sleep with

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sleep with (one)

euphemism To have sex with one. Are you sure you're ready to sleep with her? You've only been going out for a couple weeks. I don't plan on sleeping with anyone until I'm married.
See also: sleep
Farlex Dictionary of Idioms. © 2022 Farlex, Inc, all rights reserved.

sleep with someone

1. to share a bed with someone. Do I have to sleep with my little brother? Many little boys have to sleep with their brothers.
2. Euph. to copulate with someone. oI hear Sam's sleeping with Sally now. Whom did you say he slept with?
See also: sleep
McGraw-Hill Dictionary of American Idioms and Phrasal Verbs. © 2002 by The McGraw-Hill Companies, Inc.

sleep with

Be sexually intimate with, as in The playwright had made several attempts to sleep with the maid. The related phrase sleep together means "have sexual relations," as in We wondered if they were sleeping together but didn't dare to ask them. The verb sleep has been associated with sex since the 10th century. Sleep with dates from the 1300s sleep together was first recorded a century later.
See also: sleep
The American Heritage® Dictionary of Idioms by Christine Ammer. Copyright © 2003, 1997 by The Christine Ammer 1992 Trust. Published by Houghton Mifflin Harcourt Publishing Company. All rights reserved.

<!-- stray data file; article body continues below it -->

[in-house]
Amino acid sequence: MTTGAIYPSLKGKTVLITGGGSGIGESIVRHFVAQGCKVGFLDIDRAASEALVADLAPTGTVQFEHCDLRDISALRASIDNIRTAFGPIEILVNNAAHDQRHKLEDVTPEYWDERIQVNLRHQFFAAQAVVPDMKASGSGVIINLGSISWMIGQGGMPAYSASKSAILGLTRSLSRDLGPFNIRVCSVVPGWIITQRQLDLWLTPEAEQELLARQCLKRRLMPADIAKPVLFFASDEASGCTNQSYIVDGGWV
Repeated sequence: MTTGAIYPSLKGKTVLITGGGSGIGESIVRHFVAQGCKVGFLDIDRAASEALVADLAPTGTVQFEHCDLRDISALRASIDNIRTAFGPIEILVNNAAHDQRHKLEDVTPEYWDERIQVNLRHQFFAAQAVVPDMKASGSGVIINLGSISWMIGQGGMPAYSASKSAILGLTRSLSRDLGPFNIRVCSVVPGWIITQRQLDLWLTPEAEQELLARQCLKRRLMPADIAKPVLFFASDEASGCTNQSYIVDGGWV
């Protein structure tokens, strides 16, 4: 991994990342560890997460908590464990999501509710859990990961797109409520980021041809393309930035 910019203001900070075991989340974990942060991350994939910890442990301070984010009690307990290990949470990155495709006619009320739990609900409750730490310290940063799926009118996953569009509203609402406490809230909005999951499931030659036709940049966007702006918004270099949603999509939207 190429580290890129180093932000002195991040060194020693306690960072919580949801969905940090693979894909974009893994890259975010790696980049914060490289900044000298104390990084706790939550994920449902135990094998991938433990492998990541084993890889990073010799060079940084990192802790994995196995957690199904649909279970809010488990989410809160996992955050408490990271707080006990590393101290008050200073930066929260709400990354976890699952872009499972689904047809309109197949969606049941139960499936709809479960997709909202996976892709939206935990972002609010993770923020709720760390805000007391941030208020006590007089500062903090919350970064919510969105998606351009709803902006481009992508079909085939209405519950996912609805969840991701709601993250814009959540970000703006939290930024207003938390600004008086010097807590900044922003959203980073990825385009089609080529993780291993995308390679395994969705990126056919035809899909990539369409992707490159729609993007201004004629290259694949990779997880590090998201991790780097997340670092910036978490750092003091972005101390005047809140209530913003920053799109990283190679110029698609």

sleep with

1. To be with something or someone while sleeping: Small children often like to sleep with a stuffed animal.
2. To have sexual relations with someone: My doctor asked me whether I'd ever slept with anyone.
See also: sleep
The American Heritage® Dictionary of Phrasal Verbs. Copyright © 2005 by Houghton Mifflin Harcourt Publishing Company. Published by Houghton Mifflin Harcourt Publishing Company. All rights reserved.
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References in periodicals archive ?
In comparison, pathology-related sleep deprivation refers to pathologies which cause a fracturing of sleep with arousals and awakenings, instead of large, consolidated periods of wakefulness, Boone says.
Dolphins sleep with one-half of the brain at a time, closing one eye while floating or swimming about.
(1993) correlated sleep with the stage and markers of HIV illness and with psychosocial factors in 68 patients.
This essay introduces one such possibility toward furthering the historical investigation of sleep and also associating changes in sleep with a major shift in American social experience.